Inspired | Teen Ink


June 7, 2009
By Carly Bencivenga BRONZE, Huntington Station, New York
Carly Bencivenga BRONZE, Huntington Station, New York
2 articles 0 photos 0 comments

Time Magazine’s list of the world’s most influential people is filled with brilliant thinkers, powerful leaders, and talented artists. All of these people have done something remarkable to leave their impact on the world. My greatest inspiration, however, does not come from a world-renowned political figure; it comes from the heart and perseverance of a 6-year-old boy.
It is mid July, and most soon to be high school sophomores are tanning at the beach and enjoying their days off from school. I am not one of these sun bathing high school students; instead, I have devoted the entire day and countless hours to making sure this event runs flawlessly.
After an entire day of golfing and festivities, I am standing at the podium handing out raffle prizes to their lucky recipients. I look out into the crowd of golfers and see musicians, lawyers, doctors and architects, all gathered for one common cause: Ryan. He looks up at me with his sparkling little eyes and smiles, and I know that this is his way of thanking me for devoting this day to helping his cause. In that moment, though, I realized something important : he should not be thanking me, I should be thanking him.
My cousin, Ryan, was diagnosed with Autism five years ago. His diagnosis sparked an immediate sense of confusion over what the word “Autism” actually meant, and what his future would mean because of it. Although at first I was too young to understand the meaning behind the word, I now know what Autism has brought to my life. Ryan has showed me an outlook on the world that nobody ever has before, and the fact that he is not even ten years old makes the journey even more incredible.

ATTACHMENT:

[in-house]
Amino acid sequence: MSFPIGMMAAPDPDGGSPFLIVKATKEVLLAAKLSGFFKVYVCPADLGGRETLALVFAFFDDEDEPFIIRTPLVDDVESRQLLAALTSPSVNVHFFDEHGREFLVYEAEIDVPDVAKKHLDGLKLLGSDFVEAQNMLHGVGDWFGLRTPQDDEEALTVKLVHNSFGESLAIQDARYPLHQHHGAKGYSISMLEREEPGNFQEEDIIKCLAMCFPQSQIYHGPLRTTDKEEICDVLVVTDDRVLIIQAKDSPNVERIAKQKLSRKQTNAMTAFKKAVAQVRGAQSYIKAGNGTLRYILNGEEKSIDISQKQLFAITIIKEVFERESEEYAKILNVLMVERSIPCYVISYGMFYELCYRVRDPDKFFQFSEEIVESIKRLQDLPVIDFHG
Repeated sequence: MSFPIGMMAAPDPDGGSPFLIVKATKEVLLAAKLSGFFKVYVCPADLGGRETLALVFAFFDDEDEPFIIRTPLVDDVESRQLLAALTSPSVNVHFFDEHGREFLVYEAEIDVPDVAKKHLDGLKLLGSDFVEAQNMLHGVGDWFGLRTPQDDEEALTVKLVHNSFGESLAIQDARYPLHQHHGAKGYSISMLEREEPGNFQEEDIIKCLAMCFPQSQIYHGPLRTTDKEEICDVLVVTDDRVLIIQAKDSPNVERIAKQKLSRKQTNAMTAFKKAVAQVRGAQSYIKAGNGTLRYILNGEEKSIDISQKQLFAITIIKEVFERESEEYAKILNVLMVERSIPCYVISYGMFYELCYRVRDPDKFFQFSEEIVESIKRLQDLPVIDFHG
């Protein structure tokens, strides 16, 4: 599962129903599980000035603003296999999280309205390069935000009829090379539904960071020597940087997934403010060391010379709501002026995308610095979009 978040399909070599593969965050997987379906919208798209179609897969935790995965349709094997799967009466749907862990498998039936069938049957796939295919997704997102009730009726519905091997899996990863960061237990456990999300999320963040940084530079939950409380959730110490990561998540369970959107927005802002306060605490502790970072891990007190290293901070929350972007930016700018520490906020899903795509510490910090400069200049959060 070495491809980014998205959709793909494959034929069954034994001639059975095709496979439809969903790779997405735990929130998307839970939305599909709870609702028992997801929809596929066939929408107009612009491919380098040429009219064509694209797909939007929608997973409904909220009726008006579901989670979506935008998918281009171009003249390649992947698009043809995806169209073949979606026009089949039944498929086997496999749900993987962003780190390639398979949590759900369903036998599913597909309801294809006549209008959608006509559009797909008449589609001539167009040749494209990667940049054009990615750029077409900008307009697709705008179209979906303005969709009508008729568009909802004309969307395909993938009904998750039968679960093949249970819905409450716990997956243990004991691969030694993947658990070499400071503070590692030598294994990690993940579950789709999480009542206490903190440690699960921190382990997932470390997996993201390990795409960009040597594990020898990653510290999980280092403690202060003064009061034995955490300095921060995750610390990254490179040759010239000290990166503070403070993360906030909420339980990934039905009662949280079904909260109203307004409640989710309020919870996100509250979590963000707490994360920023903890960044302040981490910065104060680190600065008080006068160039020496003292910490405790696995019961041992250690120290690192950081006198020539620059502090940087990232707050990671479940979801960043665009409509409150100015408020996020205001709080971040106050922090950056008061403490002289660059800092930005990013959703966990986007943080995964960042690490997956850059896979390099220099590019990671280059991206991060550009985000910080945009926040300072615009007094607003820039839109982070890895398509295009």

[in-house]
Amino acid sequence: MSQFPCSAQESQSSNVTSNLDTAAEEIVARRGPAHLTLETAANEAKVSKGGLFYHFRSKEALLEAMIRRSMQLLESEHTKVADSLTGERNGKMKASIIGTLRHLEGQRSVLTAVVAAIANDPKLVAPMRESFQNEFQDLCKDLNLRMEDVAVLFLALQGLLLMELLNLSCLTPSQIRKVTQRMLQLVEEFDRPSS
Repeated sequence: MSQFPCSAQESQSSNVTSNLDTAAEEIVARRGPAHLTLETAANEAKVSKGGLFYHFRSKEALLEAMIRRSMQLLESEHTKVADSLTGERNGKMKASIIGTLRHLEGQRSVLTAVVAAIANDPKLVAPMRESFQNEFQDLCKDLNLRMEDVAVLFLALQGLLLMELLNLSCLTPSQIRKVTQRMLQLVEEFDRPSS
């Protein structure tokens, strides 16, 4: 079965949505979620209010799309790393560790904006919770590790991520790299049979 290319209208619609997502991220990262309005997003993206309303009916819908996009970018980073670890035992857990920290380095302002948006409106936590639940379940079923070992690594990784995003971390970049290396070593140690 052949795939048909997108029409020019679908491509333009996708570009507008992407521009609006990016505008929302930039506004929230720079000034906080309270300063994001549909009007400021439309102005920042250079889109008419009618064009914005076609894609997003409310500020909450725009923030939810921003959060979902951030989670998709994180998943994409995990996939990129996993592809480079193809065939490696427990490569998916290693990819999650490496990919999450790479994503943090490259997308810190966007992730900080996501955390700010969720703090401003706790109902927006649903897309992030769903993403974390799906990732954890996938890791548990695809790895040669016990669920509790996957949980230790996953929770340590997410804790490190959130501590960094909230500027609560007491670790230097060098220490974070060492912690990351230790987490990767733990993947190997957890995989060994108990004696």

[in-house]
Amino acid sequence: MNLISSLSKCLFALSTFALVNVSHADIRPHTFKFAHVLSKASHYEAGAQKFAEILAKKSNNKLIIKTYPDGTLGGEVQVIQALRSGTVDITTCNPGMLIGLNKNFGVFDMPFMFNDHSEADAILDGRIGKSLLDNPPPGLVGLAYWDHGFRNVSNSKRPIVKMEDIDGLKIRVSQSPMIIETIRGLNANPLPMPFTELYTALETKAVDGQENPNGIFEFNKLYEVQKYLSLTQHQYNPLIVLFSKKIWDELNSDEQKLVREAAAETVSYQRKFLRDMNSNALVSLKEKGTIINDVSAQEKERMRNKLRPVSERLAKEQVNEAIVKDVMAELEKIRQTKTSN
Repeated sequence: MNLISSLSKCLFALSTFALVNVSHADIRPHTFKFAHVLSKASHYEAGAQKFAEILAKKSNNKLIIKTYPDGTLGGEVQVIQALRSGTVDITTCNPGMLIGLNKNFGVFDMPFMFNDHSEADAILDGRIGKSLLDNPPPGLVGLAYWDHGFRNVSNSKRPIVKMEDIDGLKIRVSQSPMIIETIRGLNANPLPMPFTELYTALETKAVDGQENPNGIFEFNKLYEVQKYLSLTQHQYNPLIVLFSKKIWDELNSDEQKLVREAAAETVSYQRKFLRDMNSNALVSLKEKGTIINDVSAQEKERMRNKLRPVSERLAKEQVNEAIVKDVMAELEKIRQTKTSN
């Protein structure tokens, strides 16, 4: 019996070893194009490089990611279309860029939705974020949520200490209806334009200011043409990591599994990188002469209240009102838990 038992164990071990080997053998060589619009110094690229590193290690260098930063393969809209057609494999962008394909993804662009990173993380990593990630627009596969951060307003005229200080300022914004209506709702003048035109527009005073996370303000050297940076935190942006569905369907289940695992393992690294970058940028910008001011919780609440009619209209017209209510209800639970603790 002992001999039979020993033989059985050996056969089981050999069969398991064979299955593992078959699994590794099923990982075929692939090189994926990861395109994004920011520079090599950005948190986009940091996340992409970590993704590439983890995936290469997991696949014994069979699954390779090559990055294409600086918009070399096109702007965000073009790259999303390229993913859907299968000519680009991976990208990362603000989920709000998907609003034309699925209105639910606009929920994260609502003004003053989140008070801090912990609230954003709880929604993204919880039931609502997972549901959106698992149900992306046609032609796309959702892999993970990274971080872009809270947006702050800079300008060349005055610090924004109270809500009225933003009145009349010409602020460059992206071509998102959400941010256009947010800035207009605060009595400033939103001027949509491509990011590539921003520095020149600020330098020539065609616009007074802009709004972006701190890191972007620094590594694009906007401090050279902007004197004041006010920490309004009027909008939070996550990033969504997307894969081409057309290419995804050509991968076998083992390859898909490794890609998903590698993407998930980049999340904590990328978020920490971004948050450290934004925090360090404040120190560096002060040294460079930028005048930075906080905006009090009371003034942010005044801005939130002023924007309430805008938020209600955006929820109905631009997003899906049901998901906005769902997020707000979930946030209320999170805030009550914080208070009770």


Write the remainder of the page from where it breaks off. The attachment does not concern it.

Saying that Ryan works hard is an understatement. His days are filled with hours of school and therapy in which he tries immensely even to make the smallest amount of progress. I try to put a little bit of Ryan into my every day life. Whenever I am faced with something that seems impossible, I think of him and how he is making progress every day despite the struggles his disorder inflicts upon him. The most amazing part is that he is not even aware of how hard he is working. I am sure that even some of the most successful people in the world do not work as hard as my cousin Ryan does. In the past six years, I have learned that perseverance is necessary in order to achieve all of my goals, and that things that seem out of my reach may not be so far away after all.
Ryan has taught me another important lesson: people should not be judged for things that they cannot control. As a high school student, I witness acts of cruelty against those who are different on a daily basis. Ryan is a prime example of how people who may be different are still just as worthy as everyone else. Since his diagnosis, I have stopped judging people and tried to get others around me to do the same. Ryan would never dislike somebody because he didn’t like the way they looked or dressed. He welcomes all people into his life as long as they want him in theirs, and I pride myself on the fact that I have learned to do the same. Maybe Time Magazine should consider adding a new name to their list.

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This article has 2 comments.

hellogirl GOLD said...
on Sep. 5 2009 at 5:40 pm
hellogirl GOLD, La Habra, California
14 articles 0 photos 27 comments
I love your story of this little boy its really an inspiration what he is going thrue but it would be much interesting if you also added how a patient with autism deals with everyday life and how he really feels so other people can better understand the behaviour of an individual with autism.

on Sep. 3 2009 at 10:00 am
Hanqing Chen BRONZE, Thorofare, New Jersey
1 article 0 photos 1 comment
Hey, I like the idea of your article, but I think if you added one or two specific examples of how Ryan works hard (like specific exercises he does in therapy), it would make the essay even more moving and make the readers better understand why you are so motivated by this little boy.